Why you need to stop shopping online during coronavirus lockdown
8 April 2020, 17:26
Boris Johnson announces tough new measures to tackle Coronavirus
Here's exactly why you should be thinking before you spend lockdown splurging on new clothes - and it could be costing you your health...
Being cooped up in your own house social-distancing with nothing more than Netflix to keep you company is the perfect opportunity to do a bit of online browsing - and, more often than not, for clothing brands to spam your email full of deals and too-hot-to-miss discounts to boost your mood while you're locked away. *sobs*
But is it really safe to be ordering online during a pandemic?
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Government guidance says we should only be buying essentials right now, and most of your non-supermarket stores have shut temporarily, tempting people online - and of course, it's your personal choice. Coronavirus is incredibly contagious, and can have serious implications for more vulnerable people, so we need to work together to stay indoors and flatten the curve.
However, it's worth considering three things before you start clicking add to cart on that new jumpsuit thinking you're doing society a favour.
Do I really need this item and will I need it when all of this is done?
The chances are, you're bored. And there's also a good chance you're being sucked in by the deals that are keeping our favourite brands afloat right now. But think to yourself, do you really need new clothes to...sit at home? There's people in factories representing fast fashion brands being kept busy packing orders that can't work from home, and they're the people being hit hardest by the effects of our indulgence.
While some of us have the privilege of being able to carry on in the safety of our humble abodes, a lot of workers are required to carry on going to workplace - even if it's not essential. It has been noticed by many that the already-problematic-yet-cheap brands of the clothing industry are carrying on with business as usual, by asking staff in factories to simply "observe the two-metre separation rule".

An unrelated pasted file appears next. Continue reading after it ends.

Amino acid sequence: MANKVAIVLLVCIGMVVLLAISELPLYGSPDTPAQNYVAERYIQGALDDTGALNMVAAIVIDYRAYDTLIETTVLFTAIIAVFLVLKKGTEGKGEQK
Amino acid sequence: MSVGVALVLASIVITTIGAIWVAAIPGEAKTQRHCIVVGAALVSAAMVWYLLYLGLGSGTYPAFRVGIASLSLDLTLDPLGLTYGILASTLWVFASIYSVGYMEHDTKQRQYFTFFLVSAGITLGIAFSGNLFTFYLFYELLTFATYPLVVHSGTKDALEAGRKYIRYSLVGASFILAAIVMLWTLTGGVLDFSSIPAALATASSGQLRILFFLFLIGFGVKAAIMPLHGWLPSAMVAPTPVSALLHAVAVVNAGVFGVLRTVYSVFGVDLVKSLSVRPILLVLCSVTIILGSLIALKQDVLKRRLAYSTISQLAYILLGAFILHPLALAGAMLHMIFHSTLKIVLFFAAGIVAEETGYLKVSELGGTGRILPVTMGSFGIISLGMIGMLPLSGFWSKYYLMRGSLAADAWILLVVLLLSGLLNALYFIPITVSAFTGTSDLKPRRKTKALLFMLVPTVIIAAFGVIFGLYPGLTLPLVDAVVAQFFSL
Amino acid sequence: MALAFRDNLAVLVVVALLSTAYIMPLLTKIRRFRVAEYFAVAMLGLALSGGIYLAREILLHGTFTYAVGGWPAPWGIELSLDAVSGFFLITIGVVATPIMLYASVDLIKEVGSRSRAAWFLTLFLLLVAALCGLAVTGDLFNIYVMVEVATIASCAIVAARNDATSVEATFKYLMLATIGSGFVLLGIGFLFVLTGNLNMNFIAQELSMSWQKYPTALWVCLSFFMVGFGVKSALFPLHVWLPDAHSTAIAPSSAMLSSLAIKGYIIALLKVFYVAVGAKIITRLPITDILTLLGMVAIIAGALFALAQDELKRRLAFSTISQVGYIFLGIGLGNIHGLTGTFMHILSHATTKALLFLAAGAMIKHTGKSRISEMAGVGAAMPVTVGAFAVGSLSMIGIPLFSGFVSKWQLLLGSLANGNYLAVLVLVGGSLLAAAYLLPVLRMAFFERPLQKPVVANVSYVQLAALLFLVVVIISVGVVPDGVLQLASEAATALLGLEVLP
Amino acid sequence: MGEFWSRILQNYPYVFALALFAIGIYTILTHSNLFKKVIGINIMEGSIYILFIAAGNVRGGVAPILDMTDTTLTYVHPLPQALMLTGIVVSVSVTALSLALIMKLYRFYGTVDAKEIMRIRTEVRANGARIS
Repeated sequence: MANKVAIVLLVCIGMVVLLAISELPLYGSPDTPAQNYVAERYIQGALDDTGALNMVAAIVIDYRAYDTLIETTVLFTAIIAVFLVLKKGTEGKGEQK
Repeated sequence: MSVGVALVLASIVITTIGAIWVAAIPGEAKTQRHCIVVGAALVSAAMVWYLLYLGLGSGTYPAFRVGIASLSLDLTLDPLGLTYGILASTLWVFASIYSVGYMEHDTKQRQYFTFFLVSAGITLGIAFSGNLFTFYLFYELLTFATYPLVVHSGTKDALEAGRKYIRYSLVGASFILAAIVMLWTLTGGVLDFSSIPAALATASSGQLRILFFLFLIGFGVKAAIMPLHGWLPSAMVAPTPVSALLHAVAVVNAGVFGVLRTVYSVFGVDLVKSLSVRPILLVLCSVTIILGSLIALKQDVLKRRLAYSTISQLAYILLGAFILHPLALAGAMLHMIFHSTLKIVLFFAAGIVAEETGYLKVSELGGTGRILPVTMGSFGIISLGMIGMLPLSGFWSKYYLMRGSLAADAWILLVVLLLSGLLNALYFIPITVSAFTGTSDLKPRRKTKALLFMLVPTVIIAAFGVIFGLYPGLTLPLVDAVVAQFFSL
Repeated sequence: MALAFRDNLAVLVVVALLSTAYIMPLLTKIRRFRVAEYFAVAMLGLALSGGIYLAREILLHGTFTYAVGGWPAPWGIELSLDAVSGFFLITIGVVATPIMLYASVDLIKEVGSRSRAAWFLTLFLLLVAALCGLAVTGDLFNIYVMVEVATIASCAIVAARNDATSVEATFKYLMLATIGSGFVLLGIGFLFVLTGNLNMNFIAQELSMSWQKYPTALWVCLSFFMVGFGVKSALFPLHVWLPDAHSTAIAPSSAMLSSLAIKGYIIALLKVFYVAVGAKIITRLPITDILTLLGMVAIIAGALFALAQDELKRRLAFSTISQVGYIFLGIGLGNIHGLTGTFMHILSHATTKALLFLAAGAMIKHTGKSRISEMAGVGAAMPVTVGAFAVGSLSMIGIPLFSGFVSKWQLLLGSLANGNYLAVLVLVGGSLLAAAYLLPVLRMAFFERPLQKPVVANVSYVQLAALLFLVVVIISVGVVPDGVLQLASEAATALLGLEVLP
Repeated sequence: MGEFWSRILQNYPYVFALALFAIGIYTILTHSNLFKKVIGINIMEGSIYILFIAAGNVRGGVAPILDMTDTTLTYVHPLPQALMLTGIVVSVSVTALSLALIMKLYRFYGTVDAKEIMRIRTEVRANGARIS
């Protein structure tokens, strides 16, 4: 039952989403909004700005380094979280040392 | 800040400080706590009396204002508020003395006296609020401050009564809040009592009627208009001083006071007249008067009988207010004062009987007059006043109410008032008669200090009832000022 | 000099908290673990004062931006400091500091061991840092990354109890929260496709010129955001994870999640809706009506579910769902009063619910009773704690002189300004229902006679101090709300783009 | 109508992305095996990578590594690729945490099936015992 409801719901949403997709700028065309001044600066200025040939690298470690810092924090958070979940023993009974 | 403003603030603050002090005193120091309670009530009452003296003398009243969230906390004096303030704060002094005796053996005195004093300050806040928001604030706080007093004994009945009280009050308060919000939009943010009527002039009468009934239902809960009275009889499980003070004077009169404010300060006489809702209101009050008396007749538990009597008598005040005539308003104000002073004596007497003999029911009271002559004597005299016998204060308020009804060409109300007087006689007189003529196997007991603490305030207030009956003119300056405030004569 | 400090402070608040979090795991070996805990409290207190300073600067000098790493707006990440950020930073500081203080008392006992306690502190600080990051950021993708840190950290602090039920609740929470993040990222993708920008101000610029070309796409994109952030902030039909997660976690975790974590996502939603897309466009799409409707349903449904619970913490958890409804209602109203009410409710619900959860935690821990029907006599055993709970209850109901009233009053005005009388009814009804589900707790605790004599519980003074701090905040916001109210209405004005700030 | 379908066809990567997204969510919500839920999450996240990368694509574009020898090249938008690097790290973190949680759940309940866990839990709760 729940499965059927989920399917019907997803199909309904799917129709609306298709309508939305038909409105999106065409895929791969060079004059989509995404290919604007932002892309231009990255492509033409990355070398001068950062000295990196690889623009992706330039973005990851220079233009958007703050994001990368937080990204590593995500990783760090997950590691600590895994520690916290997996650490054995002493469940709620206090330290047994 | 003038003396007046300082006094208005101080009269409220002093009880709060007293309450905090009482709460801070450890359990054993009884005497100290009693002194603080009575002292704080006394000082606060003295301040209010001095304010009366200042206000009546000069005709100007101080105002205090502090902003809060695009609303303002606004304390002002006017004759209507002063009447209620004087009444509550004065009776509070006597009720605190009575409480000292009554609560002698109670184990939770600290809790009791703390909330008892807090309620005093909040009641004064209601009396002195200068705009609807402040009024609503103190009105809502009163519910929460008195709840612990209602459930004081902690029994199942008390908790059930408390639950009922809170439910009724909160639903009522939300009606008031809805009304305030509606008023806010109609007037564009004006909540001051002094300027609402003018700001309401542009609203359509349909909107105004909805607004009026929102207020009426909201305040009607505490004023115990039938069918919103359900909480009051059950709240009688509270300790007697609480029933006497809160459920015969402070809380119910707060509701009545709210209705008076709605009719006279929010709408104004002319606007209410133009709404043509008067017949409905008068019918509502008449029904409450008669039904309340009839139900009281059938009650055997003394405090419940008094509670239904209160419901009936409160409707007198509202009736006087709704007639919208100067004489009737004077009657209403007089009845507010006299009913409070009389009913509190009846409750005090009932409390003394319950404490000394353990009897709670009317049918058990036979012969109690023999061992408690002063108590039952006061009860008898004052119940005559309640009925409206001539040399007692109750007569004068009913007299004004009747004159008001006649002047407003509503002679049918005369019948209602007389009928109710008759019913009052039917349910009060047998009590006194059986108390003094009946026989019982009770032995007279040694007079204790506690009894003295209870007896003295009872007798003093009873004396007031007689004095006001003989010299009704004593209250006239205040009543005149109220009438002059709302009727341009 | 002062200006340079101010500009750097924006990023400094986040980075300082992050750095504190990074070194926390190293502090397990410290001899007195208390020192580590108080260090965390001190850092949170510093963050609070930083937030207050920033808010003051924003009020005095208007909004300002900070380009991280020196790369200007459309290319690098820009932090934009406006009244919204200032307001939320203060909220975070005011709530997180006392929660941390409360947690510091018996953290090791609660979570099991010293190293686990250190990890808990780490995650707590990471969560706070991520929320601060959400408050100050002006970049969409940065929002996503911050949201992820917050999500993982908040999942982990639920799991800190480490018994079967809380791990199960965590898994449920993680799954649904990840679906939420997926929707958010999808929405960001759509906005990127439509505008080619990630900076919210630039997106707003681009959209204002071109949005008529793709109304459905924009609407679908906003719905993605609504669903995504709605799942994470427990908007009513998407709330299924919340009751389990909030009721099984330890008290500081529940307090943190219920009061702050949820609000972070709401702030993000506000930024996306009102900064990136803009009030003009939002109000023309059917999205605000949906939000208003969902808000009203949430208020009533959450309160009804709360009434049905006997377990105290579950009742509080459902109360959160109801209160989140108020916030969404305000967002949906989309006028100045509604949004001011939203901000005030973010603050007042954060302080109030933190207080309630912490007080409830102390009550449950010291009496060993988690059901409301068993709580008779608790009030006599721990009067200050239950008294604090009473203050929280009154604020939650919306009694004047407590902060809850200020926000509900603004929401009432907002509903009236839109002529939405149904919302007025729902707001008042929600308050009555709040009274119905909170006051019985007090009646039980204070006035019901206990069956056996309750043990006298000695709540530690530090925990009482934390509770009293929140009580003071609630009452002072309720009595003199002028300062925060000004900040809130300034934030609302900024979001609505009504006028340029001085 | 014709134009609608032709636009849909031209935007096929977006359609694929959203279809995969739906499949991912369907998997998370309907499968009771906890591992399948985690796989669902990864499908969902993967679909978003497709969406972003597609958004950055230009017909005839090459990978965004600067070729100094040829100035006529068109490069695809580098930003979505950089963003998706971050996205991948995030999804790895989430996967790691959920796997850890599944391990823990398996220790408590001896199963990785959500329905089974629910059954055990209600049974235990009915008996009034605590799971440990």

Fast fashion brands are also trying to keep business afloat by deeming themselves essential services, meaning workers are still being forced to drive to and from for full shifts to keep paying the bills, regardless of the risks they're exposing themselves to. Remember, if there was no demand for these roles, these people would be at home, safer.
Not easy when you're working to pack hundreds of orders per hour, right?
Am I putting myself or someone else at risk?
No offence, but probably. And if you end up in hospital over a 20% sale on ASOS, you're going to feel some kind of responsibility, and there's a good chance it didn't start with you.
Harmful bacteria can live on plastic packaging for up to 72 hours and 24 hours on cardboard (although scientists suggest this is the safest packaging you can use in this instance), so if the person packing your order has COVID-19 without realising, it gets passed onto the delivery driver, the post office clerk, the post man, and then you.
There's also no science on how long coronavirus can live on fabric, so definitely wash your clothes when they arrive. Was five people falling ill worth it?
Can I buy this from an independent business?
Unless it's something very specific you're after, then probably. Shopping via an independent business or seller is safer if you simply can't hold back on the retail therapy, so it's time to start digging around on the likes of eBay and Depop.
Sellers on the platforms are still being briefed with safety guidelines to minimise risks, but as their businesses are usually almost entirely ran from home and often include second-hand items, there's a lot less people handling the product, meaning less germs. It's also good to support the people impacted during these times, right?
If you're just after an impulse purchase, a more charitable approach to shopping might be worth considering - especially if it's just for a Zoom call. Don't worry, us too.
Either way, it's important to remember that health comes before wealth, and unless it's essential, it can probably wait until restrictions are lifted and life resumes. Who needs a new dress to wear to their living room, anyway?